All of that said, though, I also whole-heartedly agree with those who said that the performance is the main thing - a recording can have incredible sonics, but if I strongly dislike the performance, I'm not going to pull it out very often. One should be able to enjoy a great performance, even if it wasn't recorded very well, or is played back on a mediocre system. OK, I'm done rambling for tonight. Goodnight, and enjoy the music!
as a musician, i am surprised that soundstage and imaging, which is not music is important to you.

when attending a concert, from my favorite seat, the last row of an orchestra, i am not aware of imaging or soundstage. thus many stereo systems sound artificial when compared to live music.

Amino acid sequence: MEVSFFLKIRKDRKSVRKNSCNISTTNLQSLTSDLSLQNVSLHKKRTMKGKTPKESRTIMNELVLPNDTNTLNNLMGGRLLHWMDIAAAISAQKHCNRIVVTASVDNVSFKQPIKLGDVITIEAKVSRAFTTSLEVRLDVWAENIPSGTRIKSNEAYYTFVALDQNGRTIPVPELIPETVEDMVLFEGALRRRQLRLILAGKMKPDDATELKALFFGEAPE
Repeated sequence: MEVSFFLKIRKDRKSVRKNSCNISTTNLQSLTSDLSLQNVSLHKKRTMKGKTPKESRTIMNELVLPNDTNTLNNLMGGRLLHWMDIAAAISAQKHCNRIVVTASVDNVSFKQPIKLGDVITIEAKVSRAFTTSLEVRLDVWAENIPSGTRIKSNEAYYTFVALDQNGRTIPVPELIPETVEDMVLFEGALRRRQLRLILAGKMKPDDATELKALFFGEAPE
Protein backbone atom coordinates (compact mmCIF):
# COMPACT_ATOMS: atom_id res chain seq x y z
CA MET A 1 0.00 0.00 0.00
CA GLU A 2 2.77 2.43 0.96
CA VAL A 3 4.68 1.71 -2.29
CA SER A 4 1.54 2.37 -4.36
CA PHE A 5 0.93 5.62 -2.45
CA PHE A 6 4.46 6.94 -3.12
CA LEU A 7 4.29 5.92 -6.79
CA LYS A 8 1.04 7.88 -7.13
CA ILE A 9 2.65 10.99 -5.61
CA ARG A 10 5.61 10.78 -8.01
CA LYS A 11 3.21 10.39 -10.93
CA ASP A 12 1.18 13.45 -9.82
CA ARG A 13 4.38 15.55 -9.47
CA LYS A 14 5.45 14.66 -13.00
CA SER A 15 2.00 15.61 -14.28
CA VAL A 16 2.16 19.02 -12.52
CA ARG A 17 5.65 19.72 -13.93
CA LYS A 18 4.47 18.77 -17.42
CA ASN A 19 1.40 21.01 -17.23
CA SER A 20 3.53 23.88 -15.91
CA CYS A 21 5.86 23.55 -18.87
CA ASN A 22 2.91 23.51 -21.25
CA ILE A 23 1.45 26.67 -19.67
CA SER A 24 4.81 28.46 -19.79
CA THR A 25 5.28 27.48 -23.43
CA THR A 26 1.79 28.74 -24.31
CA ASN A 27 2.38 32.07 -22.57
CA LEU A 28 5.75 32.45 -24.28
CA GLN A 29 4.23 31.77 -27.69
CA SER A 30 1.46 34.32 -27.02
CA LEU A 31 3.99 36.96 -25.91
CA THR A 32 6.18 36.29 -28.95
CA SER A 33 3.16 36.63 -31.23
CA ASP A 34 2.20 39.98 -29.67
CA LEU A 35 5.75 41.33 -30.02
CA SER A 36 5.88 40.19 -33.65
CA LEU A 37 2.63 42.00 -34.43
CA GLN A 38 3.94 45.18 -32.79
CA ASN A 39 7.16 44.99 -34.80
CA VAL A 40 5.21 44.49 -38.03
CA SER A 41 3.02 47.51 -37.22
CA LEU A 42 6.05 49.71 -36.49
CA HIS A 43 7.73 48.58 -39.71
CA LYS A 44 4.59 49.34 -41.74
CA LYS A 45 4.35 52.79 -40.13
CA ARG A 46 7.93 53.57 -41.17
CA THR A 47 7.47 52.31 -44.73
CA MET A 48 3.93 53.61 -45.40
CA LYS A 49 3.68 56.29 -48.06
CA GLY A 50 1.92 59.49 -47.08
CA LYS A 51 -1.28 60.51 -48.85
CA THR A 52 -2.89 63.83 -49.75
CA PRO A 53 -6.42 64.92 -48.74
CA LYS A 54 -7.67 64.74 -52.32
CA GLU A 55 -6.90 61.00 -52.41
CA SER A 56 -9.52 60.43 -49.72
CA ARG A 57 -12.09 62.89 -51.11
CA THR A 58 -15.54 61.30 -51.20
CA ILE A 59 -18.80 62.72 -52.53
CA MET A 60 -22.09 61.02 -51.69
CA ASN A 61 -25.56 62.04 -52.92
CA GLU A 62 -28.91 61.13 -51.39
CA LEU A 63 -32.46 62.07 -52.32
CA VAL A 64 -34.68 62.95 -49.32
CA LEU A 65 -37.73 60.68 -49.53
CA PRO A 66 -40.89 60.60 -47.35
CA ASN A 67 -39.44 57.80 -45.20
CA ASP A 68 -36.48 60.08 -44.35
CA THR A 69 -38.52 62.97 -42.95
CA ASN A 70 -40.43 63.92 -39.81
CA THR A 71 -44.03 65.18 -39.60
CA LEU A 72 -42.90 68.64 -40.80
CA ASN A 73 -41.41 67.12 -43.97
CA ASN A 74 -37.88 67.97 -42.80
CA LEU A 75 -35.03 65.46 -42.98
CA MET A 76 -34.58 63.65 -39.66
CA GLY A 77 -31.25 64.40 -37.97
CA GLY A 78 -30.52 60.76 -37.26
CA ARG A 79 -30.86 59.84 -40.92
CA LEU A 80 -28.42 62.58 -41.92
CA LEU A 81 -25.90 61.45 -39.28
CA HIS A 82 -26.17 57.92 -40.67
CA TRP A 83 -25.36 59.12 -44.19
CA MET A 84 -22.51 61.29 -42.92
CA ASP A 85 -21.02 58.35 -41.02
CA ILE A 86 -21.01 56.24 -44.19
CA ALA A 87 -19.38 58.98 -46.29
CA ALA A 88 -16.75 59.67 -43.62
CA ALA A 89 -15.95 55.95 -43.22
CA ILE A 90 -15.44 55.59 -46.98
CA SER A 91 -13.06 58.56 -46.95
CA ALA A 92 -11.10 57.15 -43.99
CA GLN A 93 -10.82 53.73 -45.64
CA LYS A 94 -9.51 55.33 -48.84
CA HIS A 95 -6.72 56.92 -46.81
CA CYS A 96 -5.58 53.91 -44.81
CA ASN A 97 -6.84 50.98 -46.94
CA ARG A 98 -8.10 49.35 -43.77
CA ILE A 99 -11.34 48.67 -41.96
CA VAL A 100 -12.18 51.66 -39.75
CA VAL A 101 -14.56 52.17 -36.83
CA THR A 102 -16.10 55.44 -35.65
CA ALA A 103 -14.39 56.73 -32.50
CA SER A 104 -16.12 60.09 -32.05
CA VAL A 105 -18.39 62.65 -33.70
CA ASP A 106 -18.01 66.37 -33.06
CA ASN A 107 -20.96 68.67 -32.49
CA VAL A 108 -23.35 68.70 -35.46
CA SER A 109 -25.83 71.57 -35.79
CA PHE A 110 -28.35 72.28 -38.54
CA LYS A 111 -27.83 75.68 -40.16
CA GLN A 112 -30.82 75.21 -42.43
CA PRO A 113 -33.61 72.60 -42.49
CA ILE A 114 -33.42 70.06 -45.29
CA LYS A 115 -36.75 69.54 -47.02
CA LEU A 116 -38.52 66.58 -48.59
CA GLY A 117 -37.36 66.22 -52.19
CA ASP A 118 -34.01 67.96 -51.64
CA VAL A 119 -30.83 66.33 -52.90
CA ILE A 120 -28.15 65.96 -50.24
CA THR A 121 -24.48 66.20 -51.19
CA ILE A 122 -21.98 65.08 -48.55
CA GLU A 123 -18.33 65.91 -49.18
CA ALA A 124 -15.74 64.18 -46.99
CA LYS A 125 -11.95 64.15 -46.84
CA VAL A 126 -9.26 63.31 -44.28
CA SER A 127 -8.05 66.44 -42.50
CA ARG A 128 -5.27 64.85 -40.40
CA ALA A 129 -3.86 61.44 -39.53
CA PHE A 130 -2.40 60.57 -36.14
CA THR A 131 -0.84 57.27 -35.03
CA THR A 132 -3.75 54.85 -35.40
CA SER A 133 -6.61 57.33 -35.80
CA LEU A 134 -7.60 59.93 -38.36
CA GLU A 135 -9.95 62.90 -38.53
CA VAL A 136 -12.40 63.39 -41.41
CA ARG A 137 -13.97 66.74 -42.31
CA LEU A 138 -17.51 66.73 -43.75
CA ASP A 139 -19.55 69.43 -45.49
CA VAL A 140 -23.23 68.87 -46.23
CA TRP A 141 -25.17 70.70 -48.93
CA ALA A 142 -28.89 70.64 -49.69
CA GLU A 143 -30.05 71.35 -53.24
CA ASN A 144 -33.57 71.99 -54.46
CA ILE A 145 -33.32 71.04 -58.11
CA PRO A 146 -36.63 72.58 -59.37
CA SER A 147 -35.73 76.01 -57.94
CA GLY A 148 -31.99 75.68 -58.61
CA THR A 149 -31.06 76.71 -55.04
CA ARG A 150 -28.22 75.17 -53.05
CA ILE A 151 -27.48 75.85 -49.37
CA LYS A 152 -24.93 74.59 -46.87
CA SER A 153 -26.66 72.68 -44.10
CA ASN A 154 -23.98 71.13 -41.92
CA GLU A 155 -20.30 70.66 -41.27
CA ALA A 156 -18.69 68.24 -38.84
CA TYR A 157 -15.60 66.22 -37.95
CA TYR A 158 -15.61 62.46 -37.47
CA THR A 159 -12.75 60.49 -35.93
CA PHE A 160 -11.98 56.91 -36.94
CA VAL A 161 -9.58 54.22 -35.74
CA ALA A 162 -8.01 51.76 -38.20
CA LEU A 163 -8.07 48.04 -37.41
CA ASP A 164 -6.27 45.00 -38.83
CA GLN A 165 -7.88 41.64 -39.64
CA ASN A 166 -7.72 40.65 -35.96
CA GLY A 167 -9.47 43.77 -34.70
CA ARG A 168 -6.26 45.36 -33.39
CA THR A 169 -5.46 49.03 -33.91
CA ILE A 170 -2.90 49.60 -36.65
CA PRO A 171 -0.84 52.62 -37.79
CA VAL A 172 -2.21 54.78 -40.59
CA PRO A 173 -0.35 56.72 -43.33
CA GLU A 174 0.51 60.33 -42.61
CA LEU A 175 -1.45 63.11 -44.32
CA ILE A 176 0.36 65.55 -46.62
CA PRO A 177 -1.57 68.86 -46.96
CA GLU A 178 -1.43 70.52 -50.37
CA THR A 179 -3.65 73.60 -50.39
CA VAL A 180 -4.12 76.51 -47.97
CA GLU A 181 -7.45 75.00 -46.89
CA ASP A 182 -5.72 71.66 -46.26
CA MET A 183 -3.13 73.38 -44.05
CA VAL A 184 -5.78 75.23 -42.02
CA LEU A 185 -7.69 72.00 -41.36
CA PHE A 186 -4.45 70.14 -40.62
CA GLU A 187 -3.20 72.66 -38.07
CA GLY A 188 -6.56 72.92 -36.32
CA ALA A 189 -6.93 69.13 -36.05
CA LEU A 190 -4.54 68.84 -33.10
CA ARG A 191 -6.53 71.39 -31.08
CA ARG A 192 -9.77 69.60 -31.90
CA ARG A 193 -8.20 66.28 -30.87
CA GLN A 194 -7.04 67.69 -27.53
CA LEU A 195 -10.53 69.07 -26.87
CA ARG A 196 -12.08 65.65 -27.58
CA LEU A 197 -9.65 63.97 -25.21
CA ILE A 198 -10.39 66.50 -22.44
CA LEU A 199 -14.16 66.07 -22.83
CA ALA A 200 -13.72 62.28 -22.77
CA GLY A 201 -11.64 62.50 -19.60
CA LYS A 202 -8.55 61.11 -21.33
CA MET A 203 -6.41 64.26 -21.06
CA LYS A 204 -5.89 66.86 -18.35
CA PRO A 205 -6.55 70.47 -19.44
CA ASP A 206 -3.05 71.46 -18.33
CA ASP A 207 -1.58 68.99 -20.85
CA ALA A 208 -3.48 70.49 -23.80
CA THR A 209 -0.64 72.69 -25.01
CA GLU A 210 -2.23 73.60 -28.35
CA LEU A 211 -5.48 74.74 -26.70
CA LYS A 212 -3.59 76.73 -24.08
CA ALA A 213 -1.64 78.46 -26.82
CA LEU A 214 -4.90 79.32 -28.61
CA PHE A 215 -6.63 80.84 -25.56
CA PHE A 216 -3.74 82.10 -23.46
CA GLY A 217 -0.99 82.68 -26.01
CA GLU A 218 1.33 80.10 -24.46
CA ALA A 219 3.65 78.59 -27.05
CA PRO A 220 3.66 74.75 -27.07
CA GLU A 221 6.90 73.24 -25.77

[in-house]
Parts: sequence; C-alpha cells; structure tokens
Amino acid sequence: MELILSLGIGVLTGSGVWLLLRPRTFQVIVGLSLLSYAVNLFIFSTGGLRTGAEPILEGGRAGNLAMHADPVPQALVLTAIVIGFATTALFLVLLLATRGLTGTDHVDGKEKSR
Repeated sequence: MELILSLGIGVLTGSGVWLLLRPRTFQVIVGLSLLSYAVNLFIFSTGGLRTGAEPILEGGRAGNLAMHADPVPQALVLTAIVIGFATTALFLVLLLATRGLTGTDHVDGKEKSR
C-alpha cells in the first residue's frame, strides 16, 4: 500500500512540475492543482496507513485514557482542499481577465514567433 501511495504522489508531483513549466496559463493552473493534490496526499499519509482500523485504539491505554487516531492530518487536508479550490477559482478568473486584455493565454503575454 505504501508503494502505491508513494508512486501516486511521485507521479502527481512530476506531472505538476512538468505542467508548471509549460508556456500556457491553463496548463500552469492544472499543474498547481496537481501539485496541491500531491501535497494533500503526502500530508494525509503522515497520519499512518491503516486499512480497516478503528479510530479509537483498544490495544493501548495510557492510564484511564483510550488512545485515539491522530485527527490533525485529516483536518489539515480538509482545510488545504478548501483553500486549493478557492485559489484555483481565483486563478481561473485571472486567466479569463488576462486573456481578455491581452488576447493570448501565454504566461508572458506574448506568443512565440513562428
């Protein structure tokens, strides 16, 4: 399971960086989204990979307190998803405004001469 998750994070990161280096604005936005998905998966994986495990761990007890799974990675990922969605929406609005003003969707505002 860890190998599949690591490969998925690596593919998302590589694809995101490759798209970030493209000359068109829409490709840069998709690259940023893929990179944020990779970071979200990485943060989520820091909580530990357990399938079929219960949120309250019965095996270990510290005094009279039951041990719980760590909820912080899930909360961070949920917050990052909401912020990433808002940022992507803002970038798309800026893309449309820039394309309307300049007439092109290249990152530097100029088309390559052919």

accuracy of timbre is much more significant as a cue to recognizing realism in musical reproduction than any other factor.

most stereo systems sound more focused than live music. the "resolution" one may desire becomes fatiguing and is like listening to music under a microscope. it is no surprise that many of today's stereo systems do not compare favorably to that which could have been configured during the 60's and 70's, especially with respect to extended duration listening sessions.